“I haven’t entirely made up my mind about this. Some argue that, in maths, you’re not asked whether you can identify with pi. That’s true. On the other hand, things that are mandatory are often less attractive. You know, literature doesn’t have the same position in our culture as it used to. We can be sad about this, but I think it’s just something we need to acknowledge.”

Have you noticed this declining interest in literature amongst your own students as well?
“Well, no. The truly good, interested ones, they’re still good. I don’t feel as though that’s less than twenty years ago. We’re talking about the young people that don’t get to the Dutch study programme.”

Alongside your colleague Els Stronks, you started the project Taalbaas (Language Boss), which provides workshops to school children, taught by writers stuck at home because of the Corona crisis. Is that the way to get a broad group of people reading and writing again?
“Taalbaas’ main goal is to let young people experience that it can be fun to focus on a text. At the same time, we wanted to help out authors and other spoken word artists. That combination turned out to be successful. Writing is a good way to inspire young people to get to know language because they’re creating something themselves. Around a quarter of participants started the workshop thinking that they had a language delay, which they wanted to fix through Taalbaas. The trial was too short to really speak of success, but young people did show up.”

Speaking of writing: you’re a jury member for the UU campus columnist competition, organised by DUB. What advice would you give to participants?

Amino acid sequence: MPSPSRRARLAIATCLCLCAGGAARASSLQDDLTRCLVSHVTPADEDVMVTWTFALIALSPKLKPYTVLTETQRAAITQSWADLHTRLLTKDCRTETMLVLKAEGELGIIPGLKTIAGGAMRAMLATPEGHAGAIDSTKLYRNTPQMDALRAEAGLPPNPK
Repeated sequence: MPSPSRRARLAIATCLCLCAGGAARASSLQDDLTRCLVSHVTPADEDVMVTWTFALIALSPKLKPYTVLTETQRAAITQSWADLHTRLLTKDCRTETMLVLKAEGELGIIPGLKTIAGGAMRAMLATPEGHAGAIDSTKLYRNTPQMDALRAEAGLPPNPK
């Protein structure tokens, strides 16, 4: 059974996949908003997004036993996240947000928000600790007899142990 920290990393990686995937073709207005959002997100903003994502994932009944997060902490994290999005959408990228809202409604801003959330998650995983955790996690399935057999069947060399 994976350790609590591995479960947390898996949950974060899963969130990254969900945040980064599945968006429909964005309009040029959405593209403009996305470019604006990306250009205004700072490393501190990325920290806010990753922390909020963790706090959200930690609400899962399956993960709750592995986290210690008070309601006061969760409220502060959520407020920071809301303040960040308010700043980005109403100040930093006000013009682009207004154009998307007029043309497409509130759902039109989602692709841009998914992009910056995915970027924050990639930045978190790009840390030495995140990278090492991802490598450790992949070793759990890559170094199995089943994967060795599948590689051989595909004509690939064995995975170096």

“To link back to what I said before: you become a better writer if you read a lot. That holds true for journalists, for literary writers, for everyone really. So, to anyone who’s considering sending in a column, I’d say: read good columnists. As I’ve mentioned, I think Sheila Sitalsing is an exquisite example.”

What makes Sitalsing so good?
“She makes sure she’s informed, writes incredibly well, and she makes a point with urgency. Look, you never have to read a column, it shouldn’t feel like work. You start it and, before you know it, you’ve finished reading it. That’s because it’s really well-crafted. Besides, Sitalsing is sharp, and substantive.

For campus columnists, I think it would be great to choose a position as well. You know, opinions are very cheap, everyone’s always shouting whatever. If DUB publishes something, it should contribute to our knowledge or to the debate. You can for instance look at the meeting minutes: what was the University Council talking about? So you can use the facts as substantiation for your position. In the best case scenario, of course, because this is easier said than done.”

Lastly: as a jury member, what will you pay attention to?
“I will mainly look at whether a column is easy to read. Do I have to work for it, or will a text take me with it? There are texts for which you have to try hard to finish reading them, such as scientific articles. But a column isn’t like that, preferably. So that’s what I’ll look at: is it nice to read, and will it make me think?”

Photos: Ivar Pel